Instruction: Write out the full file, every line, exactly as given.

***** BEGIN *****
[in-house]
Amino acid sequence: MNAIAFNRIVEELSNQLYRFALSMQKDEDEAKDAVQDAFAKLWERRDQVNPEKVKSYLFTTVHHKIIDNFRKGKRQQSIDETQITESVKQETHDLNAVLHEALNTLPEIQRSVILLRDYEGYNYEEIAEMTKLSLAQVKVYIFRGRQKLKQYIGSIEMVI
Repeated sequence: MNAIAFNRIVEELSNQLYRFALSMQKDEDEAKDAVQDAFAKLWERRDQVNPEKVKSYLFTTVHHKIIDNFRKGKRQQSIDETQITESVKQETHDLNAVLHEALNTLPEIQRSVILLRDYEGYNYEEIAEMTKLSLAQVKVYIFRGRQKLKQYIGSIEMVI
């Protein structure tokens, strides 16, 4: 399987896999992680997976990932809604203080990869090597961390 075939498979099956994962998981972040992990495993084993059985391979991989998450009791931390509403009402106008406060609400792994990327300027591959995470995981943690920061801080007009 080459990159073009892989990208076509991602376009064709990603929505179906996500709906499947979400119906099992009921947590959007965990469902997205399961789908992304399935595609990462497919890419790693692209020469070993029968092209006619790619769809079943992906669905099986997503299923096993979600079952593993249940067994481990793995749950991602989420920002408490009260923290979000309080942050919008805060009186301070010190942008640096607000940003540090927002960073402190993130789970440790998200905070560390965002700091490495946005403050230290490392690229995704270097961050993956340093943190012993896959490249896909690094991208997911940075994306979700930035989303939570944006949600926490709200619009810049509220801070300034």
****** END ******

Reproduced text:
[in-house]
Amino acid sequence: MNAIAFNRIVEELSNQLYRFALSMQKDEDEAKDAVQDAFAKLWERRDQVNPEKVKSYLFTTVHHKIIDNFRKGKRQQSIDETQITESVKQETHDLNAVLHEALNTLPEIQRSVILLRDYEGYNYEEIAEMTKLSLAQVKVYIFRGRQKLKQYIGSIEMVI
Repeated sequence: MNAIAFNRIVEELSNQLYRFALSMQKDEDEAKDAVQDAFAKLWERRDQVNPEKVKSYLFTTVHHKIIDNFRKGKRQQSIDETQITESVKQETHDLNAVLHEALNTLPEIQRSVILLRDYEGYNYEEIAEMTKLSLAQVKVYIFRGRQKLKQYIGSIEMVI
């Protein structure tokens, strides 16, 4: 399987896999992680997976990932809604203080990869090597961390 075939498979099956994962998981972040992990495993084993059985391979991989998450009791931390509403009402106008406060609400792994990327300027591959995470995981943690920061801080007009 080459990159073009892989990208076509991602376009064709990603929505179906996500709906499947979400119906099992009921947590959007965990469902997205399961789908992304399935595609990462497919890419790693692209020469070993029968092209006619790619769809079943992906669905099986997503299923096993979600079952593993249940067994481990793995749950991602989420920002408490009260923290979000309080942050919008805060009186301070010190942008640096607000940003540090927002960073402190993130789970440790998200905070560390965002700091490495946005403050230290490392690229995704270097961050993956340093943190012993896959490249896909690094991208997911940075994306979700930035989303939570944006949600926490709200619009810049509220801070300034």